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I know nothing.... need help

Jackison
  • 27 months ago

About to build my PC this weekend, don't want to pay for Windows. So I plan on trying Linux, I read up on it and I think I want to use Ubuntu but not sure which one of these 2 to download... What's the difference? https://www.ubuntu.com/download/desktop

Also anything I need to be aware of, or are there any other Linux programs I should try?

Comments

  • 27 months ago
  • 2 points

LTS for a new user that doesn't plan on reinstalling or switching OS anytime soon.

There are a ton of other popular distros you may want to look into, like Mint or Fedora (I usually recommend Mint for beginners, personally), and more specialized distros like SteamOS and TAILS for gaming and privacy respectively.

  • 27 months ago
  • 1 point

I thought you could have multiple OS...? Like if I suck at this then I can just go buy MS and install it, right?

  • 27 months ago
  • 1 point

You can, what I mean is the other version has much shorter support so you would have to do more work keeping up with it. You would have that issue even if you dual boot.

  • 27 months ago
  • 1 point

So the LTS just needs to be loaded once? What does dual boot intail?

  • 27 months ago
  • 1 point

The LTS gets updates for longer, so you don't have to worry about major upgrades or reinstallations to continue receiving updates.

Dual boot just means having more than one OS installed. You install each on a separate drive or partition and then the bootloader should let you select which one you want to boot into.

  • 27 months ago
  • 1 point

LTS releases: Focus on stability.

  • 27 months ago
  • 1 point

Linux is a rabbit hole and I enjoy tinkering with things so it doesn't bother me to switch distros every now and then. To each their own though. Anything that says "LTS or stable" implies that it will have a longer support life than the most recent versions, but the trade-off is it doesn't get the bleeding edge kernels and package updates. Because there are so many variables it's difficult for any distribution to get it right 100% of the time whenever there are updates hence the reason for LTS. It's going to be running on rock solid testing and will update on a monolithic pace compared to distros that have a "rolling release" some of which can be updated possibly several times a day.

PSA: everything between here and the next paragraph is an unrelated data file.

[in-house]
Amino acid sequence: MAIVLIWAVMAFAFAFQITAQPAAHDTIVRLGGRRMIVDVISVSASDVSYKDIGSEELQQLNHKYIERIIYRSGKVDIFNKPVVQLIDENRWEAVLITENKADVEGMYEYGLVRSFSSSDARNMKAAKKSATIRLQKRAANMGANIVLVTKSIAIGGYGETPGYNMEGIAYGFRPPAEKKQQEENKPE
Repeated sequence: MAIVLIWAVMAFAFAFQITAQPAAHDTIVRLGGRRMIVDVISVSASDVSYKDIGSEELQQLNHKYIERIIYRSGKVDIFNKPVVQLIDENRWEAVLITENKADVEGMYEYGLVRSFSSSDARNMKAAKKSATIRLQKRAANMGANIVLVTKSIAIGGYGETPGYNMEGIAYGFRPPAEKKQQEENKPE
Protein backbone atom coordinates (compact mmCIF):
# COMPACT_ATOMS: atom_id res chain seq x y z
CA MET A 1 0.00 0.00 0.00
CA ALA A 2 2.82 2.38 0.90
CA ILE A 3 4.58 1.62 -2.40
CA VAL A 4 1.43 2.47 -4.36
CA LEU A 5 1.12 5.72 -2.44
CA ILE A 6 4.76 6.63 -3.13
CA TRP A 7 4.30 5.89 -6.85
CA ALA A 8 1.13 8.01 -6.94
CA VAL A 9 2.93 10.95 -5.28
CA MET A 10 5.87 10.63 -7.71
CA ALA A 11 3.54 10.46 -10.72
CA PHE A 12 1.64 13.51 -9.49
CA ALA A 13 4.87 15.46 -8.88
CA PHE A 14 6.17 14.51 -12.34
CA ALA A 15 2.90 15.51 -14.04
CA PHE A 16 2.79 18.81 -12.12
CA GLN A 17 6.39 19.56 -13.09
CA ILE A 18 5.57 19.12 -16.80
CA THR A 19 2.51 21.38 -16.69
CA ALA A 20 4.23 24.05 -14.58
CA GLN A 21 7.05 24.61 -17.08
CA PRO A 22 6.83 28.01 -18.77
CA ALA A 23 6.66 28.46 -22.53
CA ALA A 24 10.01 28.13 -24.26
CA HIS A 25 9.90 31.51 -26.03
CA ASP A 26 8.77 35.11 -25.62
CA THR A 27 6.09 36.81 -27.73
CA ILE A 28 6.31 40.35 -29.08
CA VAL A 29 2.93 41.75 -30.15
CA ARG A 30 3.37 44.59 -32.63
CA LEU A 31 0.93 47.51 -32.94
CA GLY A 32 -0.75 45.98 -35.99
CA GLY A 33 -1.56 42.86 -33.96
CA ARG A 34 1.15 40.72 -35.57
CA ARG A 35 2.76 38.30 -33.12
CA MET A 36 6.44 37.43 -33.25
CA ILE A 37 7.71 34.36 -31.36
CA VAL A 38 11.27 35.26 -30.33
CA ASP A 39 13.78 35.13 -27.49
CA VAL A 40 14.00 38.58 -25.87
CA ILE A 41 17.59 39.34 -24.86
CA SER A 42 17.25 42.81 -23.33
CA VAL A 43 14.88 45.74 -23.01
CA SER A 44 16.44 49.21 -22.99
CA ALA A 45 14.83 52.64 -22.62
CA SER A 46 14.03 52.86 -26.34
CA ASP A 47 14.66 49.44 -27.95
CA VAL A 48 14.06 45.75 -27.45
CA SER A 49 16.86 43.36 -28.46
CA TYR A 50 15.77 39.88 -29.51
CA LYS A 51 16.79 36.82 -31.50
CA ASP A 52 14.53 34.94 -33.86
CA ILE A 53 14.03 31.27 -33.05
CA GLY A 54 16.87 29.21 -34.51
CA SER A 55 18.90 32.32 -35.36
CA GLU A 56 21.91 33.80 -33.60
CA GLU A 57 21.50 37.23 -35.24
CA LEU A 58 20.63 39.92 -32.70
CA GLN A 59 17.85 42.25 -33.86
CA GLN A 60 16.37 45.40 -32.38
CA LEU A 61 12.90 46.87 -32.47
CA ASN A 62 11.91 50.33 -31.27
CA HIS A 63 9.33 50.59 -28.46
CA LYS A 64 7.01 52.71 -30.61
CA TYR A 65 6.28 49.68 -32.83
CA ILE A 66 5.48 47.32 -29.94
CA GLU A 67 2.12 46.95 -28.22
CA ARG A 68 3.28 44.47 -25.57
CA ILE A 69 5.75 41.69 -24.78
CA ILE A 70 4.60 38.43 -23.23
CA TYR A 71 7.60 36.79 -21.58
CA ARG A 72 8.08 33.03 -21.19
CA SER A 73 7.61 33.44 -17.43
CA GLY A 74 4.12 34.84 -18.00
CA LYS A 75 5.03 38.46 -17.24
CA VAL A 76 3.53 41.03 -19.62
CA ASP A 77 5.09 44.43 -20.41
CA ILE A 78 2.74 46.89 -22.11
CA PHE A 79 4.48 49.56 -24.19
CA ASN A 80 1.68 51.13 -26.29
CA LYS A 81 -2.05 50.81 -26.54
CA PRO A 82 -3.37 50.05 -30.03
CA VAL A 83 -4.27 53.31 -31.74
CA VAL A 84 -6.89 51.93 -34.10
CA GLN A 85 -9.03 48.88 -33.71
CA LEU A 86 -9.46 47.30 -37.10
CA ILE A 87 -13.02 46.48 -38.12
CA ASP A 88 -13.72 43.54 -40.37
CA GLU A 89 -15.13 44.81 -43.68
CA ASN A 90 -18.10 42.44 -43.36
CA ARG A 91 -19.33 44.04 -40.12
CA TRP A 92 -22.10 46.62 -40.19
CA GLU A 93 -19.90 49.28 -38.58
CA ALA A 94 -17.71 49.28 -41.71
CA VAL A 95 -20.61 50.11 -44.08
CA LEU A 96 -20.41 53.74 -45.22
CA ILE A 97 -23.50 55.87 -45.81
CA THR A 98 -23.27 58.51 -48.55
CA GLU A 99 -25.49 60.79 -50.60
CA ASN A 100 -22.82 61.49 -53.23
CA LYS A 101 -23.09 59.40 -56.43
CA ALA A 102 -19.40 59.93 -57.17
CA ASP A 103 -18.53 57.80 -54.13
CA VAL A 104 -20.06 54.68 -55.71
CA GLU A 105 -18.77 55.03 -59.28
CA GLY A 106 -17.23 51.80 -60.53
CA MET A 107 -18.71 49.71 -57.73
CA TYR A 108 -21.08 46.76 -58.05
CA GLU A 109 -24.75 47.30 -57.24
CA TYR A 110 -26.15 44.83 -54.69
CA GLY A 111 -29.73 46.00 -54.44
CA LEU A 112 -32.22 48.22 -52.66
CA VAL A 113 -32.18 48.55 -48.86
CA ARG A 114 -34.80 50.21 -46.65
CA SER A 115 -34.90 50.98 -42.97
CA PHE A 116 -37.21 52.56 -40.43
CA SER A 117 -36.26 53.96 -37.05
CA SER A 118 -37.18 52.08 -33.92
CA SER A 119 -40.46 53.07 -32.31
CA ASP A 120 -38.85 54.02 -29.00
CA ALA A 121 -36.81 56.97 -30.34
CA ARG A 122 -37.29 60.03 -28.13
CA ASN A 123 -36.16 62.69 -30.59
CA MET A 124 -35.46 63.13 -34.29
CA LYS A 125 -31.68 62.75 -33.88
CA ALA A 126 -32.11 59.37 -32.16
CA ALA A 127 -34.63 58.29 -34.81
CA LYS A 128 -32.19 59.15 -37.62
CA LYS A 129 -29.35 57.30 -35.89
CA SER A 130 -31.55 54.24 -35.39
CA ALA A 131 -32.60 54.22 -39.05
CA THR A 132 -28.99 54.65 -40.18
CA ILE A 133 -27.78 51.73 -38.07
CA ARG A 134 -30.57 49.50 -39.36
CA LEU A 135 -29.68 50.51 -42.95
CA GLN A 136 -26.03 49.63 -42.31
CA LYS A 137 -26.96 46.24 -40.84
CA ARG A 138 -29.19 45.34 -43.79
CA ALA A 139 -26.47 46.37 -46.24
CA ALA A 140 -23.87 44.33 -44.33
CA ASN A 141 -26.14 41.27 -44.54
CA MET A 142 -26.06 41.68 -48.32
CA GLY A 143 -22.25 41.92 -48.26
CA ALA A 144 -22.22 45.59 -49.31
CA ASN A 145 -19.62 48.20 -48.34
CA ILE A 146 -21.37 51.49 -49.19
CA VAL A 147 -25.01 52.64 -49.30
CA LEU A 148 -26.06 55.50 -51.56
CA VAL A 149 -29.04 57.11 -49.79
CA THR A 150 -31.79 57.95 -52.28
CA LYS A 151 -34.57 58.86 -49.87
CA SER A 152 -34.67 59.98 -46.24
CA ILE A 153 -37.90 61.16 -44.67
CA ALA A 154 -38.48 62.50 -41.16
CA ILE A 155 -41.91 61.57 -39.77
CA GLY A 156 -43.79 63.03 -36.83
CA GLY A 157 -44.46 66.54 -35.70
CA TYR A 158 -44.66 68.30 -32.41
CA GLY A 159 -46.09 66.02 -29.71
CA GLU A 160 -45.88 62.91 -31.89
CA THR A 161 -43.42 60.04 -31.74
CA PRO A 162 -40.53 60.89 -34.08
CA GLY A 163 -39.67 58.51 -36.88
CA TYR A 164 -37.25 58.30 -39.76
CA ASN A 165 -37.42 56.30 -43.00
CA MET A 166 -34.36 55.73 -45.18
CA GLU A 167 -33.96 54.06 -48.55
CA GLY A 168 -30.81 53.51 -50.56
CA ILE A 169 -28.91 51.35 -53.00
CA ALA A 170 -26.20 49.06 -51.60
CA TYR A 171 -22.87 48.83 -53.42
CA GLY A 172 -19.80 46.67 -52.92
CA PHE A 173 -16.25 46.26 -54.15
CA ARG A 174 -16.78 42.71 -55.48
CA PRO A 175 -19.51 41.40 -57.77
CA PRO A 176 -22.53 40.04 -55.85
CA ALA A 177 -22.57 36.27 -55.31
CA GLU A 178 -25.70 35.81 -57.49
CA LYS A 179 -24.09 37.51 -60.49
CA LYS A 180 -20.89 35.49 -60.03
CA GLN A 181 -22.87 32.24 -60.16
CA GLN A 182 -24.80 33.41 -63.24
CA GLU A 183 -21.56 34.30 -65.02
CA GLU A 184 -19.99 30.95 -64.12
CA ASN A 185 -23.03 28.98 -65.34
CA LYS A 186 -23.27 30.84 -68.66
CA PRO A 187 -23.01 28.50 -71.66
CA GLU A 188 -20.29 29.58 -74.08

Some distros will simply give options for an "unstable" version which really doesn't mean it isn't stable it just means it's possibly less stable than the alternative. I takes a little while to digest all this.

  • 26 months ago
  • 1 point

Thanks for the info! It seems like a lot of work... might just be a MS shill and buy it as Linux seems like it's going to be fairly difficult

  • 26 months ago
  • 2 points

It's really not that difficult especially if all you plan to do is general web browsing and light linux supported gaming. Most modern non-microsoft browsers are fully supported in Linux. If you use Firefox, Opera, Chrome...you are good to go. There are other examples of this where Windows users are already using open source programs such as Libreoffice or OpenOffice. There are so many really good Linux desktop operating systems now that all you have to do is install it and use it. The learning curve is not really that bad but with most things you get what you put into it.

There are certainly differences from Windows, but once you get used to how it works it's not that bad. I'd say the biggest leap is understanding where programs come from. Basically you have "package managers" and you install programs from "repositories" either via a software center or terminal (think command prompt). If it's not in the repo then it becomes a more advanced issue and much of the time means you probably aren't going to get it. To me Ubuntu is confusing with this and that's why I would recommend something trimmed down and maintained like Elementary or Solus. They put out only packages that are currently maintained and not a bunch of googly gook that's been in the repos for a dozen years that may or may not work with your kernel. When I first got serious about using Linux about a year ago I thought I had to do 90% of this from a terminal and with Solus basically a 100% can be done from their software center. It's neat learning the terminal stuff but I wouldn't let it be a deal breaker.